Researchers say children who have been spanked by age five, are more likely to have behavioural problems by the time they hit the ages of six to eight years.


The research said the increase in behavioural problems should be attributed to spanking and not other factors like environment or attributes of the child.

“Our findings suggest that spanking is not an effective technique and actually makes children’s behavior worse not better,” said Elizabeth Gershoff, a psychological scientist at the University of Texas at Austin and lead author on the study.

“Parents spank for many reasons, such as their educational or cultural background or how difficult their children’s behavior is. These same reasons, which we call selection factors, can also predict children’s behavior problems, making it difficult to determine whether spanking is in fact the cause of behavior problems.


“We realised that the statistical method of propensity score matching could help us get as close to an experiment as possible.”

Before now, determining whether spanking caused behavior problems in children was difficult because researchers could not conduct experiments that randomly assign parents to spank or not.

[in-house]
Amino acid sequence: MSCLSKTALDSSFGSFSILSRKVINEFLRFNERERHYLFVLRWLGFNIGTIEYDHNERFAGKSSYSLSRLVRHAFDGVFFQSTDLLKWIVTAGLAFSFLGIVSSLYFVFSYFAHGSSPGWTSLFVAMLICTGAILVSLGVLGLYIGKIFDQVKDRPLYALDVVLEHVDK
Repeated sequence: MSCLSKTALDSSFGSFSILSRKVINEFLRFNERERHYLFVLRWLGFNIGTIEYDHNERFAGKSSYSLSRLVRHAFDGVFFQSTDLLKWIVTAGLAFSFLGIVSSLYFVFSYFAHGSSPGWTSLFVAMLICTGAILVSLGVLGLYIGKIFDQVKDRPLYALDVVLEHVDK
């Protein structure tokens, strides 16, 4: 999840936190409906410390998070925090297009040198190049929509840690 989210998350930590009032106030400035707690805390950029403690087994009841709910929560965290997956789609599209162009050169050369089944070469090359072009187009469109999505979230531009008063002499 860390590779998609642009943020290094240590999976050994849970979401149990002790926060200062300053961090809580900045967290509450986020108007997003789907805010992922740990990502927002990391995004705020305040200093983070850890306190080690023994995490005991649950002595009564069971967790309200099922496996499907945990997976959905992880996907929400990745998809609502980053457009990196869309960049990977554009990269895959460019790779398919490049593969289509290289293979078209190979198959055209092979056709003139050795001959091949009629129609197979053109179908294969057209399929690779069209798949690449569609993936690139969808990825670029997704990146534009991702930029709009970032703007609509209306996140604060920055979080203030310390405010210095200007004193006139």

Gershoff and her coauthors, Kierra Sattler (University of Texas at Austin) and Arya Ansari (University of Virginia), examined data from 12,112 children who participated in the Early Childhood Longitudinal study.


Children who were spanked at five years old showed more behaviour problems when compared with children who had never been spanked.

“The fact that knowing whether a child had ever been spanked was enough to predict their levels of behavior problems years later was a bit surprising. It suggests that spanking at any frequency is potentially harmful to children.”

“Although dozens of studies have linked early spanking with later child behavior problems, this is the first to do so with a statistical method that approximates an experiment.”

It was published in Psychological Science, a journal of the Association for Psychological Science.


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